Monday, November 5, 2007

Sabbatical Dreams

I'm on sabbatical.

I wrote (often more like "compiled") geography books for teens over the past four years, up until last month.
The job was like being under a fairy tale enchantment, set to turn piles of statistics into 17,000 words of interesting prose, over and over, without breaking chronological order, offending parents, or using the passive voice.

(Actually the task didn't include creating interest, I added that, based on my memory of reading these kinds of books for grade school reports.)

Often tedious, it did spin gold, of a sort:
the limitations cleaned up some of my worst writing habits, and I produced a lot of good sidebars. (I'll put one of my favorites at the end of this post.)

The work also ironed my dreams out flat.
I was so taken up translating ideas, I didn't generate many fantasies. I couldn't even imagine what else I might want to do.
I realized I needed to quit--or take a break, a sabbatical--and let my brain fluff up again.

That's starting to happen.
Last night I dreamed that an author was showing me his book.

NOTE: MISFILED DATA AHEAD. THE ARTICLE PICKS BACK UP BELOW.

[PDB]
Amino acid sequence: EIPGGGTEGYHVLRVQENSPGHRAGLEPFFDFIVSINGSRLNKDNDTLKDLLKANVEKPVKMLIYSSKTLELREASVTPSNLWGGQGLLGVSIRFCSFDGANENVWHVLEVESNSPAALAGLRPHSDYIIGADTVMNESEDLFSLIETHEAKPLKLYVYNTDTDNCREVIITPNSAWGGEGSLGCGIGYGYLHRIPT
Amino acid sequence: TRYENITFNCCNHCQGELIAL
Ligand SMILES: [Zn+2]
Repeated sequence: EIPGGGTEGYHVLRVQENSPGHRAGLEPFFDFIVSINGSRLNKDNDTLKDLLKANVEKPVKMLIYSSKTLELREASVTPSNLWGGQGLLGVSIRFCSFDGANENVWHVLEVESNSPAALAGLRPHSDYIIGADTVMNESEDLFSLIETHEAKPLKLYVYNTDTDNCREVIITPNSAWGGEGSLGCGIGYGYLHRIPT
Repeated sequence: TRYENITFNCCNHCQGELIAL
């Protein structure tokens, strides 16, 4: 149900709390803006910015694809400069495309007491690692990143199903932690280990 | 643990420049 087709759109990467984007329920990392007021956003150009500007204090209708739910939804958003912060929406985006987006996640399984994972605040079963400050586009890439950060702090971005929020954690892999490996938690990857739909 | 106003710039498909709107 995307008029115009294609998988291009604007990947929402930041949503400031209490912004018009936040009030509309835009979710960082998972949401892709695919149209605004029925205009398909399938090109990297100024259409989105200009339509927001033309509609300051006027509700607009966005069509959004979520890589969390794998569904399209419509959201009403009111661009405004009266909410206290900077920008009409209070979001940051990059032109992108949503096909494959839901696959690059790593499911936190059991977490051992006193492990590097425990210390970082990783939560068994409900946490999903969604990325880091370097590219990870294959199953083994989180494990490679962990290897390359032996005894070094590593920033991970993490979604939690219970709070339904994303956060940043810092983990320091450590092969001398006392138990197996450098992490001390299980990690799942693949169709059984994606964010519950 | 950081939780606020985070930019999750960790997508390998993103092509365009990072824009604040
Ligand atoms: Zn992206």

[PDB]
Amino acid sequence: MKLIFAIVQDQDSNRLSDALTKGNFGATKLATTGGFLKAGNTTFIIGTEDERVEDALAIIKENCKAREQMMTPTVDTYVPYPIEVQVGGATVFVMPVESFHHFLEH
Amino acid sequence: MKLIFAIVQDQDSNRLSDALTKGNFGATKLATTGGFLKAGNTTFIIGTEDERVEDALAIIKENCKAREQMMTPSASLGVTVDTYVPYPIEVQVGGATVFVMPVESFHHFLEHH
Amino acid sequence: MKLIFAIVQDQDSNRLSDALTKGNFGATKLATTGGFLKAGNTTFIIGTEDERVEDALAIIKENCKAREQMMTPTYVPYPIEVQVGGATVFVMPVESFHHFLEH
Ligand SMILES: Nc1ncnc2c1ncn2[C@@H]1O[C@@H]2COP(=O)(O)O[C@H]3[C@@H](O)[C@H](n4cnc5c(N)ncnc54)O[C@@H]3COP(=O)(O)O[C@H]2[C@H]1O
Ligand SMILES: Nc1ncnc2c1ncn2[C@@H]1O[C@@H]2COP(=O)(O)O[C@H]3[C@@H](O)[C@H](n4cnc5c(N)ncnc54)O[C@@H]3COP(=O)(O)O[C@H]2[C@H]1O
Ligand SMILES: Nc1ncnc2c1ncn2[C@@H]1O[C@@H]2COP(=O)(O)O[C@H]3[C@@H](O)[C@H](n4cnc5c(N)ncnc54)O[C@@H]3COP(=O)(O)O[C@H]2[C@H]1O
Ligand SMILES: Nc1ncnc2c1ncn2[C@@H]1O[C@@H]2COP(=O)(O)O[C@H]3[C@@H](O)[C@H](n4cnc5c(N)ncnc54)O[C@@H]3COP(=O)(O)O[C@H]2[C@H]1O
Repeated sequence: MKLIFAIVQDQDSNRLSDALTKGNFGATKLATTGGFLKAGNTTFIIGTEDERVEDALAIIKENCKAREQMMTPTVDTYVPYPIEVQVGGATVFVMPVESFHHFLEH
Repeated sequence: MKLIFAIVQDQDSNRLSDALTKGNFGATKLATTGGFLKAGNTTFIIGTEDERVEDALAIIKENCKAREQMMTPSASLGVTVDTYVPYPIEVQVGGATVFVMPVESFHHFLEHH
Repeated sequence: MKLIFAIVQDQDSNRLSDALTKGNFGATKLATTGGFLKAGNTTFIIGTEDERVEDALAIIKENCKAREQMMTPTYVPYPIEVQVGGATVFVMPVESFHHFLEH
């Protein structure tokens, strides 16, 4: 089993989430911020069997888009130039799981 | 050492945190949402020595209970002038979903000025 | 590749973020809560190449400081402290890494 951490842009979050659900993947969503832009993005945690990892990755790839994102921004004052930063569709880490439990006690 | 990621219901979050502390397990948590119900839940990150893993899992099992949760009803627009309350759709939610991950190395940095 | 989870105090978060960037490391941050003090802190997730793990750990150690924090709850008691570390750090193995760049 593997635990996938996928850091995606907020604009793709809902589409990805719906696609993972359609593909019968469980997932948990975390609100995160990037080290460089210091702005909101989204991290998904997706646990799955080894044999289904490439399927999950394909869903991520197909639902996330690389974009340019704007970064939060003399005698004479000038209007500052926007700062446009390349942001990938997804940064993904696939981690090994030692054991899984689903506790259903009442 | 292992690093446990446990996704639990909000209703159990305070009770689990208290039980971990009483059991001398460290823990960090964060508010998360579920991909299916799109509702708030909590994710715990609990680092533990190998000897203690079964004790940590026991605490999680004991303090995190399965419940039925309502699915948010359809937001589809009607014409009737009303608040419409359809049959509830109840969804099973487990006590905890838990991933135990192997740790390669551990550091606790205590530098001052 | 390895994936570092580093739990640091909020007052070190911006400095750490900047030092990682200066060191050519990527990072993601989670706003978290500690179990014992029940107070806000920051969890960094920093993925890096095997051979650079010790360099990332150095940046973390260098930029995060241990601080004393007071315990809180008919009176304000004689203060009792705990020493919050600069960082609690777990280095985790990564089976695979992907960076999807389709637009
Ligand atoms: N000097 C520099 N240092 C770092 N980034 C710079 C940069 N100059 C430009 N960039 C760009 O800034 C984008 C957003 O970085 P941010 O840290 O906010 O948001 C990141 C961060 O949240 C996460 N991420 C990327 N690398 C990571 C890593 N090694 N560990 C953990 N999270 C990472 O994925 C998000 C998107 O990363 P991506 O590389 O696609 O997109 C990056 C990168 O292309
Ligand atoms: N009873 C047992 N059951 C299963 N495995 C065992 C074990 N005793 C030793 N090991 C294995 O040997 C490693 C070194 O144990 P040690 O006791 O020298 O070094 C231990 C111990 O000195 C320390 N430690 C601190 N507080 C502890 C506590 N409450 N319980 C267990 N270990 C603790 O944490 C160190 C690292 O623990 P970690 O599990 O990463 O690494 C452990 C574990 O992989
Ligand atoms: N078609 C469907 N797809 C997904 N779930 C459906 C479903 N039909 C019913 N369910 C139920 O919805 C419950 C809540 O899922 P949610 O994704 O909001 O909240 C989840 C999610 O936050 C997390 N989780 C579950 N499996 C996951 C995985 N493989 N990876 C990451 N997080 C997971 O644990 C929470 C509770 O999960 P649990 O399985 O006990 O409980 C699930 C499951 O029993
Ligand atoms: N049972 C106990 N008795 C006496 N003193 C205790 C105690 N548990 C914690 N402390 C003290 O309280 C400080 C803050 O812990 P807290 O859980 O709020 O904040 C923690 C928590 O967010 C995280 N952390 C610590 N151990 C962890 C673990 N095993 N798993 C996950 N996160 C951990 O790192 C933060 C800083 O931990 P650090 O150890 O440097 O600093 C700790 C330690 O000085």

When I opened the attractive, small volume,
it turned into tidy lines of wires,
from which hung small, translucent squares of images (like lit-up slides).
Words were handwritten on the images' opaque frames.
The man told me he'd been depressed for many years and was just starting to create again.
I think he is part of my brain.

Sample Sidebar:
Plague in Algeria

Algerian author Albert Camus (1913-1960) set The Plague––his most popular novel––in Oran. Camus describes how the city's citizens begin to notice rats dying. Soon the people begin to die horribly too. The plague had come to Oran.

Rats don’t cause plague, but they carry fleas that do. The bite of fleas infected with the bacteria Yersinia pestis spreads the disease. It starts with fever, chills, aches, and vomiting. In its most common form, bubonic plague, the bacteria invade the body's lymph nodes. There the bacteria reproduce and cause “bubos,” or inflamed nodes. The painful bubos swell and break open. The plague was also called the Black Death in the past, because the bubos are a deep, dark purple. If untreated, plague kills 60 percent of its victims. Antibiotics cure the plague, if it is caught in time.

Camus warned that the disease can lie dormant for years. The Plague’s final sentence states that at any time the plague could “rouse up its rats again and send them forth to die…." In 2003 ten people in Oran got the plague. Nine survived. No new cases have been reported since then.

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